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Timescapes, Power and Democracy
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A deep exploration on how questions of time and its organisation affect planning practice, this book is aimed at public and private planning practitioners, national and local politicians and policymakers involved in planning, academics and students studying planning and related disciplines.

It presents time as a pervasive form of power that is used to shape democratic practices, and questions ‘project speed’: where time to think, deliberate and plan has been squeezed. The authors demonstrate the many benefits of slow planning for the key participants, multiple interests and planning system overall.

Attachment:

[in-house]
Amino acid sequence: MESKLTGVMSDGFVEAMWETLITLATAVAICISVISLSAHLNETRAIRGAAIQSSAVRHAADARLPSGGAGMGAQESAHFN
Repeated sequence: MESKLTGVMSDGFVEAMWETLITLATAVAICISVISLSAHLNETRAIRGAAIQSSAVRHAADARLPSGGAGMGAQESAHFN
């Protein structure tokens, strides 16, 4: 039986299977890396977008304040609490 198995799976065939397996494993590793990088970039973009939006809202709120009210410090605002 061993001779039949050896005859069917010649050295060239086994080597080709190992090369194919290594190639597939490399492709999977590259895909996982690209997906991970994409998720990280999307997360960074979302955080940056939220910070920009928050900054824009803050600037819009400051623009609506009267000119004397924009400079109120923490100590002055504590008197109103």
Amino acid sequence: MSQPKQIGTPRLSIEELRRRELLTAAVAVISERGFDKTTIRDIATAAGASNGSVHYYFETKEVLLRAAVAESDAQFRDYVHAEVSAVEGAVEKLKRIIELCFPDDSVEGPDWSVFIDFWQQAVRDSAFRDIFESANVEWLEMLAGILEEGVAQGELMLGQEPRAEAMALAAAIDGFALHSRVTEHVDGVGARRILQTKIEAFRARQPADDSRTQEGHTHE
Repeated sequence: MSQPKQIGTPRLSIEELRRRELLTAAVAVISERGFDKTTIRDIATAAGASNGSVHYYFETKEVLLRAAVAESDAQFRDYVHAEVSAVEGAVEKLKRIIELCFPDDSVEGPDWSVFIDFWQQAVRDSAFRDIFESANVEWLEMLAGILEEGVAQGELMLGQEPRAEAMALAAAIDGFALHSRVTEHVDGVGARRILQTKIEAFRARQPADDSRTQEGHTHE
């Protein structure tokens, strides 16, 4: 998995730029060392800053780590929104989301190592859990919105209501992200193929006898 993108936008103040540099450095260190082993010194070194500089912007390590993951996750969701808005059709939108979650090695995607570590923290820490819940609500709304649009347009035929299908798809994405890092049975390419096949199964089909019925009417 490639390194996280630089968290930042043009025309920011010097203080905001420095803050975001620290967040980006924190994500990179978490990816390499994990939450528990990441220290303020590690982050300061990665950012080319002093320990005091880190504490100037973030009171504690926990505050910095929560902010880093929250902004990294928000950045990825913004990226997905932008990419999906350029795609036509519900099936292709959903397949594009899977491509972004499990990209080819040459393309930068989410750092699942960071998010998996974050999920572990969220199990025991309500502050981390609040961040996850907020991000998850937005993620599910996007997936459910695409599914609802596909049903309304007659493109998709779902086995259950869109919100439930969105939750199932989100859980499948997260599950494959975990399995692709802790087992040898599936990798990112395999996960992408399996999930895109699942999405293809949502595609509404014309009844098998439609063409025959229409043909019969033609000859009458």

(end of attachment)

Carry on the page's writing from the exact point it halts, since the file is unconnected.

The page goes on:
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The chapter considers the role of time, public interest and deliberative democracy in relation to how planning inputs are organised and managed. In doing so, it considers the wider ‘public interest’ justification for planning to meet a range of present and future needs, and the role of democratic processes and deliberation as a means to enable ‘good’ planning. These are discussed in view of the implications of, and linkages with, time as a resource and the aims of planning, with consideration of the processes and tools available to foster proper time for planning. Care to sustain appropriate deliberative practices is linked to the act of planning itself as a participatory undertaking rather than an adjunct to public engagement, which is often offered under narrow terms and reflects attempts to orchestrate inputs. The challenges to enabling more deliberative approaches are considered in relation to critiques of (post-)democratic citizenship, competing values within increasingly pluralist societies and the unequal operation of power relations. Despite these issues, the case is made that enabling deliberation is an important component of good planning and should form a key part of the normative principles underpinning planning systems.